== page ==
Chapter

Afflicting the Comfortable

JAMES T. FISHER and MARGARET M. MCGUINNESS

in The Catholic Studies Reader

Published by Fordham University Press

Published in print April 2011 | ISBN: 9780823234103
Published online September 2011 | e-ISBN: 9780823240906 | DOI: http://dx.doi.org/10.5422/fordham/9780823234103.003.0010

Series: Catholic Practice in North America

Afflicting the Comfortable

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A recent report released by the Pew Forum on Religion and Public Life detailing the religious landscape of the modern United States found that many Americans move from one religion to another with relative ease. More than a quarter of Americans, for instance, no longer practice the religion in which they were raised and have either joined another denomination or disassociated themselves from organized religion altogether. Approximately one-third of the survey respondents who say they were raised Catholic no longer describe themselves as Catholic. A number of Catholic colleges and universities have developed Catholic Studies programs in an attempt to engage undergraduates in a study of Catholic culture while preparing them to assume leadership in the twenty-first-century Catholic Church. However, students may not be sympathetic to a traditional academic approach to the study of Catholicism. This chapter advocates for a semester-long focus on the tradition of Catholic social teaching in order to bridge the divide between Catholic Studies and Catholic campus life.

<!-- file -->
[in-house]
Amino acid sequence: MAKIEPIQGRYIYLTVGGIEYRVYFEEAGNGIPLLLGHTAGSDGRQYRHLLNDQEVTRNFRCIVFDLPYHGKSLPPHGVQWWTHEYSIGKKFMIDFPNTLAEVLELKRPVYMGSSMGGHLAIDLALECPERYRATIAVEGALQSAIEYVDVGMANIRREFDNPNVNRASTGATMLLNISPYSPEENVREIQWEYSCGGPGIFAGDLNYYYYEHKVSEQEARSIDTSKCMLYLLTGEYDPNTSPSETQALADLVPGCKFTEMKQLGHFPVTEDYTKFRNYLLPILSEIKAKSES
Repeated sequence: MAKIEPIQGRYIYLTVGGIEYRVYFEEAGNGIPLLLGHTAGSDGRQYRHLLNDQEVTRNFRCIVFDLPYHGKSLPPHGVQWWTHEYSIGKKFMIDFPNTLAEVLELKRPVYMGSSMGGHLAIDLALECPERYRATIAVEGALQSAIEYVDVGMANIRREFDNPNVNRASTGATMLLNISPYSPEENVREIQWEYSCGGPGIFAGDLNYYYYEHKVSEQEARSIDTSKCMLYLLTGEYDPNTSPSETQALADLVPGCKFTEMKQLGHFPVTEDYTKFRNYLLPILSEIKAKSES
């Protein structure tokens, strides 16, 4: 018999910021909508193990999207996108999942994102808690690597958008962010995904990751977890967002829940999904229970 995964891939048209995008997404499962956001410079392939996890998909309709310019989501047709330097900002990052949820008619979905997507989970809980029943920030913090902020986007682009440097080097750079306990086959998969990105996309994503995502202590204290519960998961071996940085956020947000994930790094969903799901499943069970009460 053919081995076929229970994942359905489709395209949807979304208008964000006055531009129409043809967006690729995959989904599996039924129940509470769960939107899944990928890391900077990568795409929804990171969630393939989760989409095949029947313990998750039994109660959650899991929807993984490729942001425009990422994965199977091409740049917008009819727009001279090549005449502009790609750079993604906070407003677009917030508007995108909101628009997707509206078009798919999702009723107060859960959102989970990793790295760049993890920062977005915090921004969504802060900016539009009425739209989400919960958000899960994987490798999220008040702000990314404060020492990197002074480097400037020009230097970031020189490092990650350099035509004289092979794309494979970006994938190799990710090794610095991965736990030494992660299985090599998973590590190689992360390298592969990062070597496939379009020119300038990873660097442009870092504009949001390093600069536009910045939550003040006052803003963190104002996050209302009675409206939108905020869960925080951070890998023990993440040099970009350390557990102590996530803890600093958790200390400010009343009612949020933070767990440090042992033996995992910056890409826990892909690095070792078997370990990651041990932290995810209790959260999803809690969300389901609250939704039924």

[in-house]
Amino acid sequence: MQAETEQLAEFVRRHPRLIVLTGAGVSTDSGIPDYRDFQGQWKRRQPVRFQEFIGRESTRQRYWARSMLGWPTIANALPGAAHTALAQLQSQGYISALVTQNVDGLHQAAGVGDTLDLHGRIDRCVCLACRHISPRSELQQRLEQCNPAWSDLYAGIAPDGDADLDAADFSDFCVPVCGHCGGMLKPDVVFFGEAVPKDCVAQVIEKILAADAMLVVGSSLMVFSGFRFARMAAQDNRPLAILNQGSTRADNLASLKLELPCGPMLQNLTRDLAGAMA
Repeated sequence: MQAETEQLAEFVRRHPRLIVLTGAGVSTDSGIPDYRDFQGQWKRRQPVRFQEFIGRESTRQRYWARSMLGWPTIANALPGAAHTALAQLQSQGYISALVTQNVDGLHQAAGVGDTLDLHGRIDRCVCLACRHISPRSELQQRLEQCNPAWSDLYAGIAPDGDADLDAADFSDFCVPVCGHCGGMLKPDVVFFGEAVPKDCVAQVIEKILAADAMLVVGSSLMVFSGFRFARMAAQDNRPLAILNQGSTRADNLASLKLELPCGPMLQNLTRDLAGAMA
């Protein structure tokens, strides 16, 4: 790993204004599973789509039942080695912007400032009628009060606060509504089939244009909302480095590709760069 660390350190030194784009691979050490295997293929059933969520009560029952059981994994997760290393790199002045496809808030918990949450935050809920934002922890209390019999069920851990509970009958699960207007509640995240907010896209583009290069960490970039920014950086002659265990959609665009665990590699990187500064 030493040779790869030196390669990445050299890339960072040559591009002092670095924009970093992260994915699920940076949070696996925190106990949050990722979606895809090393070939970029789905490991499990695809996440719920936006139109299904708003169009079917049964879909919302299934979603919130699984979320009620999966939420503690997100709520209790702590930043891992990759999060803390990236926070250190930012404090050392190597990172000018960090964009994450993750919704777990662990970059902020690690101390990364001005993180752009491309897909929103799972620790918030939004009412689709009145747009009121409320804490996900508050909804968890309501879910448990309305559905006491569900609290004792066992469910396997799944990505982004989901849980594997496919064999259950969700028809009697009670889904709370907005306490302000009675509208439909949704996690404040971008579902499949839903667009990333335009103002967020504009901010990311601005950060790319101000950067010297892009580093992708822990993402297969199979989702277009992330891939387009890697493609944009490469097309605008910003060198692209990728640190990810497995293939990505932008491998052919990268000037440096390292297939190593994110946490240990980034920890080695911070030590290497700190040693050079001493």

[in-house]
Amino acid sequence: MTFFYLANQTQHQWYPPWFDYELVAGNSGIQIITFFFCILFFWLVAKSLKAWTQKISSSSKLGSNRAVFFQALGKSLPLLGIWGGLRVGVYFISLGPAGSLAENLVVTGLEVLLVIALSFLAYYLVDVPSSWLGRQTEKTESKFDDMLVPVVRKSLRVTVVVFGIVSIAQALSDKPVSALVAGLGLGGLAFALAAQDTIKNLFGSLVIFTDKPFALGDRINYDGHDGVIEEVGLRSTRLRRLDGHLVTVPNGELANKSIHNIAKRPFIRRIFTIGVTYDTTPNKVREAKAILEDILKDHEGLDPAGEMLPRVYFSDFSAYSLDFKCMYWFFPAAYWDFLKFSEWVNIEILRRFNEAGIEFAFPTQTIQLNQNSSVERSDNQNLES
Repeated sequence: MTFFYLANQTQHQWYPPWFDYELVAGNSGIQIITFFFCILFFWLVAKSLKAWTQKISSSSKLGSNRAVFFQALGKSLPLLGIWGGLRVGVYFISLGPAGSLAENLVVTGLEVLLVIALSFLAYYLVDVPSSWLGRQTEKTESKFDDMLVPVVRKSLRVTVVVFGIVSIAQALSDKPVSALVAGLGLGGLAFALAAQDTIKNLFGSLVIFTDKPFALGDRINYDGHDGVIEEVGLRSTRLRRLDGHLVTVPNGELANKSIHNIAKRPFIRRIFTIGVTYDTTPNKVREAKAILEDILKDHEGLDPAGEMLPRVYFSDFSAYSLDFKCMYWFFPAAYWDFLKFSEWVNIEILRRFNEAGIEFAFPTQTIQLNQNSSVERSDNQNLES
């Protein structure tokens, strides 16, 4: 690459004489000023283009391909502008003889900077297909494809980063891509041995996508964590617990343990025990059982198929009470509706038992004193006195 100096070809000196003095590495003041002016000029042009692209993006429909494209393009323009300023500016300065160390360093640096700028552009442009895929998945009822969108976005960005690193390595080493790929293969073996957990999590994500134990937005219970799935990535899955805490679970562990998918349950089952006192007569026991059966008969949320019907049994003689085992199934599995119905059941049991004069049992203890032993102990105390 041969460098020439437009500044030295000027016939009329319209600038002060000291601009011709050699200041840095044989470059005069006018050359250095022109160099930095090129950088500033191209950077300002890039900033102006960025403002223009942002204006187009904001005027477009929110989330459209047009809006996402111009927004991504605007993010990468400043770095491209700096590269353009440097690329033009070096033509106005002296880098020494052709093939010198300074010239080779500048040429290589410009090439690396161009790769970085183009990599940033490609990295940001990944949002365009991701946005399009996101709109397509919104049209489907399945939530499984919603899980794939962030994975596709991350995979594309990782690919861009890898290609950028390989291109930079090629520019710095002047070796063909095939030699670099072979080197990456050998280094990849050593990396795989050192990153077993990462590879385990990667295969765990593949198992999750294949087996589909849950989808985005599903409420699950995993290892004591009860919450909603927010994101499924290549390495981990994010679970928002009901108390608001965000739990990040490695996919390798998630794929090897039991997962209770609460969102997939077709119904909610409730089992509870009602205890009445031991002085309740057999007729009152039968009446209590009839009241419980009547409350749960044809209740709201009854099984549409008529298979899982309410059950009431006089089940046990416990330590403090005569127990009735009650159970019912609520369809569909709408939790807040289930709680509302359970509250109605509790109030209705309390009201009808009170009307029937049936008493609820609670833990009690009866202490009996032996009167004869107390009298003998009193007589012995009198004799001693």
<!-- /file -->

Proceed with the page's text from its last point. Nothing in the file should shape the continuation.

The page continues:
Keywords: United States; Catholicism; Catholics; Catholic Church; Catholic Studies; Catholic Studies programs; social teaching; campus life

Chapter.  6785 words. 

Subjects: Religious Studies

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